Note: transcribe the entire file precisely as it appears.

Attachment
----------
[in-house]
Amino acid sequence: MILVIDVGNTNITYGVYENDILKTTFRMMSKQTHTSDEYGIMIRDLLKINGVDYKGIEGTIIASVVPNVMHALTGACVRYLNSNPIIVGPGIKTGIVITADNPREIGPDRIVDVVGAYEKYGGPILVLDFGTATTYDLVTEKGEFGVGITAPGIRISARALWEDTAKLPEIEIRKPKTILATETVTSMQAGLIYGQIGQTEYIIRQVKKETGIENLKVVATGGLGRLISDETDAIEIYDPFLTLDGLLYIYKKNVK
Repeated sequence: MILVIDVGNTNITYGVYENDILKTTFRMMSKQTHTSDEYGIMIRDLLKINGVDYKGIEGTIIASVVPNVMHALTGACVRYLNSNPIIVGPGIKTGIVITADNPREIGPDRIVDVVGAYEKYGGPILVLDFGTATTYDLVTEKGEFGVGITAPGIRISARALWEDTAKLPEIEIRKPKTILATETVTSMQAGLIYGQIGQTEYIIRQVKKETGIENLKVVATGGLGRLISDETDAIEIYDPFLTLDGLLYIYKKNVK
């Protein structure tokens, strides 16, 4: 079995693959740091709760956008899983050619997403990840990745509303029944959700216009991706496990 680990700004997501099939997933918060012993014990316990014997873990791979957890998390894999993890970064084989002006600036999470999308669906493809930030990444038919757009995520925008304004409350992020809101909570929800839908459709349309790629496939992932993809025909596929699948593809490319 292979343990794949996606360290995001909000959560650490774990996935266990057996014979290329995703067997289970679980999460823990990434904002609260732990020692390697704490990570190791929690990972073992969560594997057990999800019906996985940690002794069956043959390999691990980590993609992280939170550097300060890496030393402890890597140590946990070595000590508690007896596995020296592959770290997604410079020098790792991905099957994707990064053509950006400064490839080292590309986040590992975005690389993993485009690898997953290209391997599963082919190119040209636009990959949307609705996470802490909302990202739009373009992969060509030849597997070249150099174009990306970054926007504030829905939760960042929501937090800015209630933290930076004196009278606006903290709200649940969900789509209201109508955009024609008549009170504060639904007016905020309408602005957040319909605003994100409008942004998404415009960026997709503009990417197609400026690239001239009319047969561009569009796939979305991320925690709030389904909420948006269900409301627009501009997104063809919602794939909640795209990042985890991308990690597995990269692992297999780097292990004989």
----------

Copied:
[in-house]
Amino acid sequence: MILVIDVGNTNITYGVYENDILKTTFRMMSKQTHTSDEYGIMIRDLLKINGVDYKGIEGTIIASVVPNVMHALTGACVRYLNSNPIIVGPGIKTGIVITADNPREIGPDRIVDVVGAYEKYGGPILVLDFGTATTYDLVTEKGEFGVGITAPGIRISARALWEDTAKLPEIEIRKPKTILATETVTSMQAGLIYGQIGQTEYIIRQVKKETGIENLKVVATGGLGRLISDETDAIEIYDPFLTLDGLLYIYKKNVK
Repeated sequence: MILVIDVGNTNITYGVYENDILKTTFRMMSKQTHTSDEYGIMIRDLLKINGVDYKGIEGTIIASVVPNVMHALTGACVRYLNSNPIIVGPGIKTGIVITADNPREIGPDRIVDVVGAYEKYGGPILVLDFGTATTYDLVTEKGEFGVGITAPGIRISARALWEDTAKLPEIEIRKPKTILATETVTSMQAGLIYGQIGQTEYIIRQVKKETGIENLKVVATGGLGRLISDETDAIEIYDPFLTLDGLLYIYKKNVK
């Protein structure tokens, strides 16, 4: 079995693959740091709760956008899983050619997403990840990745509303029944959700216009991706496990 680990700004997501099939997933918060012993014990316990014997873990791979957890998390894999993890970064084989002006600036999470999308669906493809930030990444038919757009995520925008304004409350992020809101909570929800839908459709349309790629496939992932993809025909596929699948593809490319 292979343990794949996606360290995001909000959560650490774990996935266990057996014979290329995703067997289970679980999460823990990434904002609260732990020692390697704490990570190791929690990972073992969560594997057990999800019906996985940690002794069956043959390999691990980590993609992280939170550097300060890496030393402890890597140590946990070595000590508690007896596995020296592959770290997604410079020098790792991905099957994707990064053509950006400064490839080292590309986040590992975005690389993993485009690898997953290209391997599963082919190119040209636009990959949307609705996470802490909302990202739009373009992969060509030849597997070249150099174009990306970054926007504030829905939760960042929501937090800015209630933290930076004196009278606006903290709200649940969900789509209201109508955009024609008549009170504060639904007016905020309408602005957040319909605003994100409008942004998404415009960026997709503009990417197609400026690239001239009319047969561009569009796939979305991320925690709030389904909420948006269900409301627009501009997104063809919602794939909640795209990042985890991308990690597995990269692992297999780097292990004989």